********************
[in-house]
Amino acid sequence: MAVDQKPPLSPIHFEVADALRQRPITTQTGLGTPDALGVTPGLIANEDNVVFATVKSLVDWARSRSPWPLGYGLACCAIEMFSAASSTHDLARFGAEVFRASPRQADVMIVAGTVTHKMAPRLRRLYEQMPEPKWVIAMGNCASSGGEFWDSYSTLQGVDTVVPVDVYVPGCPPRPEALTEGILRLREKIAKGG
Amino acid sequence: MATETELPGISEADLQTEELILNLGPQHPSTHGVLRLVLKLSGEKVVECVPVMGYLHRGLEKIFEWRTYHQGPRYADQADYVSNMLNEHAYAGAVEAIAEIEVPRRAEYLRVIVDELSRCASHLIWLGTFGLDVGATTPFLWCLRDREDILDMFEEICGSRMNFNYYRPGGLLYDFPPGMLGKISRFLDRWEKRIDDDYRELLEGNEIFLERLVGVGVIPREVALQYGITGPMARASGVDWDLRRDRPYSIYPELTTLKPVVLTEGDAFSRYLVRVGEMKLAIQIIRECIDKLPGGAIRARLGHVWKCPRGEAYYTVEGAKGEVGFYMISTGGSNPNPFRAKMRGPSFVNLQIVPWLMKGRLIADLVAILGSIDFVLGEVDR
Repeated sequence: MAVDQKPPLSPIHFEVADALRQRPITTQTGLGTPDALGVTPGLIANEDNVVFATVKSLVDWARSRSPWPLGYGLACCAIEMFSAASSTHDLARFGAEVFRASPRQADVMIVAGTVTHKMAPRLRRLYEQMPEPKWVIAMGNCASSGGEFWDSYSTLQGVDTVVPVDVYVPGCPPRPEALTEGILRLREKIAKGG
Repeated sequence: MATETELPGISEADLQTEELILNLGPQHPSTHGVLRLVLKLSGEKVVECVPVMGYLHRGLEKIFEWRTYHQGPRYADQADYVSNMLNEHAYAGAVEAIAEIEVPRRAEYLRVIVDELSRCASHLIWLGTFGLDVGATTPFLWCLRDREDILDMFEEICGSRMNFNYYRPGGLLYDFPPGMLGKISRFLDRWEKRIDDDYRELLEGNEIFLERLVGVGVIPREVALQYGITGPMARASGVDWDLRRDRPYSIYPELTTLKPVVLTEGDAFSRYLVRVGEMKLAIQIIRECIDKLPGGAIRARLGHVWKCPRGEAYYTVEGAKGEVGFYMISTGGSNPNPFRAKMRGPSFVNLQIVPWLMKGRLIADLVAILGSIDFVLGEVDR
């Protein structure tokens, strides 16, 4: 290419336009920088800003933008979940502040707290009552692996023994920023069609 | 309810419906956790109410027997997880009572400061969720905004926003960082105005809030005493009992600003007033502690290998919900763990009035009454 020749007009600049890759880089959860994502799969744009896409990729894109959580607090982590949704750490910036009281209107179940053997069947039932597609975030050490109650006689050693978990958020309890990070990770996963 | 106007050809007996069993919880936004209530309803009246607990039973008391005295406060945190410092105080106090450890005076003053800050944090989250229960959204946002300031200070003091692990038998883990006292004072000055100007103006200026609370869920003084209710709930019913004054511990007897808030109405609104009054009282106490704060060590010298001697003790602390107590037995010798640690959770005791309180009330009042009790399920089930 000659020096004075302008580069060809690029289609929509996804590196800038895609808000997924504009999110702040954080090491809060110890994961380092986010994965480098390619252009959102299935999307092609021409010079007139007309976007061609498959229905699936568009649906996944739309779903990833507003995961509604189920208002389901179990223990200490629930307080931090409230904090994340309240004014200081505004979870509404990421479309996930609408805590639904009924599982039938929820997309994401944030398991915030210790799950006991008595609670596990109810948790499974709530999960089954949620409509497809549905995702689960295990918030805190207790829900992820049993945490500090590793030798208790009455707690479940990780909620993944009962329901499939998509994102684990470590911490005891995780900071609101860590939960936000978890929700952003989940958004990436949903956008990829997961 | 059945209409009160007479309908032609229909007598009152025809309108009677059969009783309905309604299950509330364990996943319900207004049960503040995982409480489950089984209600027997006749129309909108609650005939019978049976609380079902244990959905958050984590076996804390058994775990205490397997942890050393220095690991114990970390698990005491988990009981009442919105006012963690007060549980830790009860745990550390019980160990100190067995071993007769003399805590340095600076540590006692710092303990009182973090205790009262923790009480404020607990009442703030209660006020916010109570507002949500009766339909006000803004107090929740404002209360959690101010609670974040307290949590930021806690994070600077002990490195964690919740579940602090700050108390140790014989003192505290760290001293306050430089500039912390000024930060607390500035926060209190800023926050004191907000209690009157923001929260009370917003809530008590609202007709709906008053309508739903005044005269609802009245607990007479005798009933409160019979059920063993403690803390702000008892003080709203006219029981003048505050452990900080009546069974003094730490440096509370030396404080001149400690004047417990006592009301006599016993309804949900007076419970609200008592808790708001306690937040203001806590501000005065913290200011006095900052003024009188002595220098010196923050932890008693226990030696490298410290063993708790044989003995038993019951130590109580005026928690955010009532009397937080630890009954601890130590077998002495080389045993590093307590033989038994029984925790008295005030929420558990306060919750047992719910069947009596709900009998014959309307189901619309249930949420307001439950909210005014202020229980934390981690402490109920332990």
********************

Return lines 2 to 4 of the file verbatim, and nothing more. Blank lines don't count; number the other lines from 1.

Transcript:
Amino acid sequence: MAVDQKPPLSPIHFEVADALRQRPITTQTGLGTPDALGVTPGLIANEDNVVFATVKSLVDWARSRSPWPLGYGLACCAIEMFSAASSTHDLARFGAEVFRASPRQADVMIVAGTVTHKMAPRLRRLYEQMPEPKWVIAMGNCASSGGEFWDSYSTLQGVDTVVPVDVYVPGCPPRPEALTEGILRLREKIAKGG
Amino acid sequence: MATETELPGISEADLQTEELILNLGPQHPSTHGVLRLVLKLSGEKVVECVPVMGYLHRGLEKIFEWRTYHQGPRYADQADYVSNMLNEHAYAGAVEAIAEIEVPRRAEYLRVIVDELSRCASHLIWLGTFGLDVGATTPFLWCLRDREDILDMFEEICGSRMNFNYYRPGGLLYDFPPGMLGKISRFLDRWEKRIDDDYRELLEGNEIFLERLVGVGVIPREVALQYGITGPMARASGVDWDLRRDRPYSIYPELTTLKPVVLTEGDAFSRYLVRVGEMKLAIQIIRECIDKLPGGAIRARLGHVWKCPRGEAYYTVEGAKGEVGFYMISTGGSNPNPFRAKMRGPSFVNLQIVPWLMKGRLIADLVAILGSIDFVLGEVDR
Repeated sequence: MAVDQKPPLSPIHFEVADALRQRPITTQTGLGTPDALGVTPGLIANEDNVVFATVKSLVDWARSRSPWPLGYGLACCAIEMFSAASSTHDLARFGAEVFRASPRQADVMIVAGTVTHKMAPRLRRLYEQMPEPKWVIAMGNCASSGGEFWDSYSTLQGVDTVVPVDVYVPGCPPRPEALTEGILRLREKIAKGG